33. A centrifugal multiblade fan as claimed in claim 32, in which said first annular end plate is formed with a plurality of curved grooves into which the lower ends of the second group of the blades are received and in which said second annular end plate is formed with a plurality of curved grooves into which the upper ends of the first group of the blades are received.
34. A centrifugal multiblade fan as claimed in claim 33, in which the first annular end plate and the lower second group of the blades are integrally connected through a ultrasonic bonding process and the second annular end plate and the first group of the blades are integrally connected through a ultrasonic bonding process.
35. A centrifugal multiblade fan as claimed in claim 4, further comprising:
a circular plate member having a cone-shaped holder part; and
a fan part including the circularly arranged curved blades and the lower annular end plate, said fan part being coaxially put on and integrally connected to the circular plate member.
36. A centrifugal multiblade fan as claimed in claim 35, in which said circular plate member is formed with an annular recess into which the lower annular plate is snugly received.
37. A centrifugal multiblade fan rotatable on an axis, the centrifugal multiblade fan comprising:
a lower annular end plate concentrically located around the rotation axis;
a plurality of curved blades mounted on said lower annular end plate around the rotation axis at evenly spaced intervals, each curved blade extending parallel to the rotation axis and having an arcuate cross-section lying in an imaginary plane perpendicular to the rotation axis, each curved blade having a concave front surface and a convex rear surface, and every two neighboring curved blades defining therebetween a curved air flow passage having a width defined between respective confronting concave and convex surfaces; and
an elongated slit at a radially inner position of each of said plurality of curved blades, each of said elongated slits extending parallel to the rotation axis and having a width that is between 1/5 and 1/20 of said width between the confronting concave and convex surfaces at said radially inner position,
wherein said concave front surface faces forward when the fan rotates in a normal direction,
wherein a radially outside part of each curved blade has a greater radius of curvature than that of a radially inside part of the blade,
wherein the slit curves radially outwardly as it extends in the curved blade from the concave front surface to the convex rear surface,
wherein a first angle between an imaginary plane evenly passing through the slit and a tangent to an imaginary cylindrical surface coaxially extending around the rotation axis is between 90° and 180°, and
wherein the first angle is equal to π-tan-1 (U/V), where U represents the radial velocity of air led into the air flow passage and V represents the rotation direction velocity of air flowing in the air flow passage near the slit.
38. A centrifugal multiblade fan as claimed in claim 37, in which the first angle is about 100° to about 160°.
Description
BACKGROUND OF THE INVENTION

1. Field of the Invention

The present invention relates in general to centrifugal multiblade fans constructed of plastics, and more particularly to centrifugal multiblade fans for an automotive air conditioning device. More specifically, the present invention is concerned with the centrifugal multiblade fans of a type which is installed in an upstream section of an air duct of the automotive air conditioning device to generate, upon rotation of the fan, an air flow in the air duct toward the passenger cabin of the vehicle.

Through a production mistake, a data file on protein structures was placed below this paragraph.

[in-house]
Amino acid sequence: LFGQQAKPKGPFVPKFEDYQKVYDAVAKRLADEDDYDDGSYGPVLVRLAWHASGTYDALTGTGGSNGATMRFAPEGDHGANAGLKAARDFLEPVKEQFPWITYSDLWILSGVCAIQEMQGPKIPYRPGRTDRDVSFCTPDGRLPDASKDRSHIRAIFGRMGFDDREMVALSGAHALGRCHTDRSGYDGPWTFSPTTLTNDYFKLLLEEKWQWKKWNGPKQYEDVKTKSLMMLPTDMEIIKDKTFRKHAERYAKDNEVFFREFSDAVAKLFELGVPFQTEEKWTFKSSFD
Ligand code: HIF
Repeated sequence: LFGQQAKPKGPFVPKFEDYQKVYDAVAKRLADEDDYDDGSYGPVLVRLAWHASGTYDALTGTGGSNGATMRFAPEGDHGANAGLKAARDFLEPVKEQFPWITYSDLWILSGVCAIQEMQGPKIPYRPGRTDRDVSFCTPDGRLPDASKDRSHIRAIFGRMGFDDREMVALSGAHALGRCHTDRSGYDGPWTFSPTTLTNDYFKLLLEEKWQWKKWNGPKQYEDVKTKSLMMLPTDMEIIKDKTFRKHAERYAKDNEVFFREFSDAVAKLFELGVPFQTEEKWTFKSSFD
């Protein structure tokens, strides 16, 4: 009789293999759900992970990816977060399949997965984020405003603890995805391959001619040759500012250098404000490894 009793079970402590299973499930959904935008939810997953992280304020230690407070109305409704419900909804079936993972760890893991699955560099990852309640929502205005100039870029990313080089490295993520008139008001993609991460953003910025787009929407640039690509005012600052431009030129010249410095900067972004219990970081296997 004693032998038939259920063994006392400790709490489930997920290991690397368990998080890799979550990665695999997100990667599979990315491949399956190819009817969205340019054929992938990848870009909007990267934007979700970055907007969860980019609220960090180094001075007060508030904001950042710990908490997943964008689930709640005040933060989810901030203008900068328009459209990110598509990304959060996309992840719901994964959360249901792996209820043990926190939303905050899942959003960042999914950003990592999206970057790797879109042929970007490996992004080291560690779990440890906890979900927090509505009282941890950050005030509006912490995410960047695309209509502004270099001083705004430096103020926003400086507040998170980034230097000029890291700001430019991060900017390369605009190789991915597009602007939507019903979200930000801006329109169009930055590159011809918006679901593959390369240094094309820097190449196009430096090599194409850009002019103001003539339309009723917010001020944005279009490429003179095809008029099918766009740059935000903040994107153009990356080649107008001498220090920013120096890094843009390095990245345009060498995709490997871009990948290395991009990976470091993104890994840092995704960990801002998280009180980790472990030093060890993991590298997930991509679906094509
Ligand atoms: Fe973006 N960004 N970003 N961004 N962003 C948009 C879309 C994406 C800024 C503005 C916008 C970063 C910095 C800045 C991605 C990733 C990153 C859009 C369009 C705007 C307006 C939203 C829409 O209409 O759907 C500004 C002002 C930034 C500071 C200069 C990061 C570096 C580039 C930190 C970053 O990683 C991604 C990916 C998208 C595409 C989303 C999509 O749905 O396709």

2. Description of the Prior Art

In automotive air conditioning devices, there is usually employed a centrifugal multiblade fan which is installed in an upstream section of an air duct of the air conditioning device. The fan is driven by an electric motor. That is, upon operation of the motor, the fan is rotated to generate an air flow in the air duct from the outdoor or indoor of an associated motor vehicle toward the passenger cabin of the vehicle. During the flow in the duct, the air passes through an evaporator and/or heater core to adjust temperature thereof to a desired degree. The air thus adjusted in temperature is led into the passenger cabin of the vehicle through air blow openings provided at a downstream end of the air duct.

Some of conventional fans of the centrifugal multiblade type are shown in Japanese Patent First Provisional Publications 63-97899 and 60-60299, two of which are schematically shown in FIGS. 33 and 34 of the accompanying drawings, respectively.

As shown, each fan 1a or 1b comprises a plurality of curved blades 2 which are circularly arranged about a common rotation axis at evenly spaced intervals defining an air flow passage 3 between every neighboring curved blades 2. As is seen from FIG. 35, each curved blade 2 of the fan 1a or 1b has a generally semi-cylindrical shape, that is, the shape having an arcuate cross section. That is, each curved blade 2 has concave front (or leading) and convex rear (or trailing) surfaces 4 and 5 which extend longitudinally in parallel with the rotation axis. Accordingly, each air flow passage 3 curves as it extends radially.

The terms "front and rear" are to be understood with respect to the direction "α" in which the fan 1a or 1b rotates under operation of the air conditioning device. When, upon energization of the electric motor, the fan 1a or 1b is rotated in the direction of the arrow "α", air in each air flow passage 3 is forced to move radially outward due to a centrifugal force generated therein. As a result, air is forced to flow radially outward from the inside of the fan 1a or 1b toward the outside through the air flow passages 3.